Think of someone or something that makes you happy, like a rainbow near your home. Photo / Will Johnston 030720rainbow

COMMENT:

Am I the only one who is just so sick of speculators right now?!

Now it's not like me to quote from something remotely serious, let alone self-help based, but this week something of that nature really piqued my interest. Funnily enough, right at the same time I was sick of hearing how the country is one of two opposing things:

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A: Going to hell in a handbasket and it's all doom and gloom.

B: Things are totally fine and are going to be nowhere near as bad as forecast.

Riiiiiiiight!

Now, think of exhibit A & B above when you read this aforementioned quote entitled "5 Habits for Greater Peace of Mind"…

"Number 1: Limit Mental Time Travel:

One of our greatest strengths as humans is the ability to travel through time — remembering the past and imagining the future. But there are costs to spending too much time outside the present moment. For one thing, it's often stressful and taxing. Imagining hypothetical problems and how we might solve them is useful in small doses. But when it becomes our default way of thinking it can lead to chronic stress and anxiety. Getting stuck in the past and future can also mean missing out on the present."

Good point huh.

Like how many times have you thought about what you have to deal with and wondered how the heck you're actually going to make that happen?

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Crazy the stress we chuck at ourselves.

Most of the time we want someone to blame for the stress. But our goals and standards and ambitious nature are to blame for at least the majority of it. If you had none of those things, then you'd have much less stress. But you also probably wouldn't be you. So you deal.

But I'm not here to "lessen the stress'n".

I just want to highlight the all too regular waste of time that predicting the future is. Outside of setting big goals, what's the point?

Like when has it ever worked out how you planned it? Long-term, the part of life that makes it alive is the uncertainty, right?!

Then add to that a global pandemic that has the world in its grip – and is tightening it outside this country – going up almost 200,000 cases per day globally.

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Could you be happier to live where you live right now, when you selfishly think of it like that?

How could you possibly even hazard a guess at what your future holds right now?

Your career and things you've invested in financially are all up in the air. But, really, they always have been a few bits of bad luck away from not being what you had planned.

But, your loved ones are still your loved ones. You're possibly closer to them than you've ever been. Or you might have figured out you can't stand them for more than a few days at a time … Enjoy those school holidays. Lol.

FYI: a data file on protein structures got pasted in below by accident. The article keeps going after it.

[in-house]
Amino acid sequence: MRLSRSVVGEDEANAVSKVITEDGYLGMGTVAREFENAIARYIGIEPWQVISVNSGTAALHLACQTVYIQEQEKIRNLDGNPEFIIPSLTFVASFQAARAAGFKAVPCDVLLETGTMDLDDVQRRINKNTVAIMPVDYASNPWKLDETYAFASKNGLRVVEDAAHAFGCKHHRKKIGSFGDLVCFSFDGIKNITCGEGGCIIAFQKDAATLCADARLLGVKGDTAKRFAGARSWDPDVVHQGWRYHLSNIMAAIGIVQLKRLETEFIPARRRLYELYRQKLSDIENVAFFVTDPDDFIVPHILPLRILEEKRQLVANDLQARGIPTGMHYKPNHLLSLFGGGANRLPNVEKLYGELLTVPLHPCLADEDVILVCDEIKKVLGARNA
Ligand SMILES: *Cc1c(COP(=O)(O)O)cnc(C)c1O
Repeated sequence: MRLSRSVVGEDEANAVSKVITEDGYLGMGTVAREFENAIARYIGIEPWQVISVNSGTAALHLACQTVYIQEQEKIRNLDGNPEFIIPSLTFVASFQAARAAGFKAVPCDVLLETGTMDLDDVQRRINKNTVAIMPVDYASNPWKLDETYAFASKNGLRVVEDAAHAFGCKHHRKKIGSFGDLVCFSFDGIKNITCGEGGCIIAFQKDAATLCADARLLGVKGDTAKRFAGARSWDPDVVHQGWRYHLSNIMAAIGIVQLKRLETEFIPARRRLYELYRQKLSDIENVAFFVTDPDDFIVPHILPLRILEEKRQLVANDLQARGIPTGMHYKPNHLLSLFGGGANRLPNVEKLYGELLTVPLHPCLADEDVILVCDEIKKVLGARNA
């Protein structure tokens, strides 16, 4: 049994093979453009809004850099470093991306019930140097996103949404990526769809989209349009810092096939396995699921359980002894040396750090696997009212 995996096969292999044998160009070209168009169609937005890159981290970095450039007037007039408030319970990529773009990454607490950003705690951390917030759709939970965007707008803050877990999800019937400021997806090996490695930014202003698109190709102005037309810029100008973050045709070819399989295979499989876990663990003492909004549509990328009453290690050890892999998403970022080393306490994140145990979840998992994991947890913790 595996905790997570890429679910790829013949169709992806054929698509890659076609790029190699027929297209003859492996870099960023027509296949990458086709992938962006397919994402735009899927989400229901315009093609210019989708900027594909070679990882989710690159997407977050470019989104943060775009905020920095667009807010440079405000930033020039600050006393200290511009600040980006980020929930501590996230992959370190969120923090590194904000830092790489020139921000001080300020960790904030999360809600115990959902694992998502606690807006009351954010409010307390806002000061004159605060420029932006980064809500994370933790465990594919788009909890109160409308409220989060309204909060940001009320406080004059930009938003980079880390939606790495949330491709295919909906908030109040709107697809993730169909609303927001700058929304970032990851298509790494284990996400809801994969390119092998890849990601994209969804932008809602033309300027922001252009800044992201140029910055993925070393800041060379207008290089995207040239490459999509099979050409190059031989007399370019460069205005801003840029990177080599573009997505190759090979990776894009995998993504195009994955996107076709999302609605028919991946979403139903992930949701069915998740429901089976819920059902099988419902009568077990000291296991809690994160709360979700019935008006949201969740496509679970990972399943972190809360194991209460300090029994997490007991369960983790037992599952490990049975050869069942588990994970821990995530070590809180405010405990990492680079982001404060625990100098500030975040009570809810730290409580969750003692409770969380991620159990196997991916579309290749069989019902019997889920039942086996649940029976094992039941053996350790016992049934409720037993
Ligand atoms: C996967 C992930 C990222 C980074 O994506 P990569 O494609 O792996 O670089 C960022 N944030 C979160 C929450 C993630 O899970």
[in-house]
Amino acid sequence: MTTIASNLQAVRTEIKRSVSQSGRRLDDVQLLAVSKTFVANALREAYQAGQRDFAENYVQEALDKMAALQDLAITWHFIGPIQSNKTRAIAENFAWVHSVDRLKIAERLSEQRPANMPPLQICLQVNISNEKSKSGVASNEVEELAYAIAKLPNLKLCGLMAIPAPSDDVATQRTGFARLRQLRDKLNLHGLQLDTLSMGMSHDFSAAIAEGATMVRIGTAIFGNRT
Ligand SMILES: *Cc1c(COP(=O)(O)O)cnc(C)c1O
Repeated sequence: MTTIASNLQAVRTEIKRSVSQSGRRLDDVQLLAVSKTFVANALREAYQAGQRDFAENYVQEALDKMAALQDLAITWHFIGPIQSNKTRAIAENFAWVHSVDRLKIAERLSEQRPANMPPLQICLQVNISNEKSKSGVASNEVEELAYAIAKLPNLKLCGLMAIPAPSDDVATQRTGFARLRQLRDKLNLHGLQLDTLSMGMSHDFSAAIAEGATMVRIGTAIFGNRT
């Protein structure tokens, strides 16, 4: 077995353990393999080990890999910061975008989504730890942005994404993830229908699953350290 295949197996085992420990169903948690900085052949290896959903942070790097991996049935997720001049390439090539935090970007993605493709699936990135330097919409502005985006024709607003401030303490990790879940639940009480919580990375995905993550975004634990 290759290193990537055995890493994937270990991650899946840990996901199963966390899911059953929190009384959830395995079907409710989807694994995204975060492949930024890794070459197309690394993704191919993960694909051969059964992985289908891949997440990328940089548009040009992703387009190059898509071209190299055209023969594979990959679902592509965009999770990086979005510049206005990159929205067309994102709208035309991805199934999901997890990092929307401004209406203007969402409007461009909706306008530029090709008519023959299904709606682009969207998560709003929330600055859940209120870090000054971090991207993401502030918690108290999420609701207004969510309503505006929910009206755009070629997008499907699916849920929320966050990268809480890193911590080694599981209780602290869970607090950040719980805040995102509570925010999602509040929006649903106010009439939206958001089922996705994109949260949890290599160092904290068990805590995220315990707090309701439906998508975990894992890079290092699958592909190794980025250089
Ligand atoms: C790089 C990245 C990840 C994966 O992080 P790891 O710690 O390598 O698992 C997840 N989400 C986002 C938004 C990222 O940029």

Slightly contrary to my quote above, I never really liked that saying: "All you have is now." Because, well, it's not true. I'm pretty damn sure you have at least a couple of days. Like I'm pretty confident planning my weekend on a Thursday.

So I choose to believe that now is super important, but what you do over the next two or three days sets up what the two or three days after that might look like.

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It's how I've lived my life for the past decade of it really.

For those who are over-thinkers prone to bouts anguish over the littlest/weirdest things occasionally (my hand is up), it's all about having something attainable to look forward to at least every few days.

So try something for me? For all decisions outside massive life ones, put that filter on everything.

Nothing is really in your control beyond the next few days. So plan just that time. Look forward to that. Prepare for whatever hardship that might entail. When you get part-way through the next few days, plan the next few after that.

If you focus on that, the things that come outside that time zone have a little less of a blow or an impact on your mental health, I reckon.

I learned this way of thinking in its truest form in Tonga. To me it seemed Tongans just lived that day; if they had enough food/shelter and their people close them they were totally happy.

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If they needed more, they would go out and earn/get it, then live off that for a few days until it ran out.

When you take away all the expectations you put on yourself, life seems easier somehow. Especially in the uncertain times we live in.

Failing all that, take a big breath, think of someone or something that makes you happy (like a rainbow near your home) and have a wine. That works too.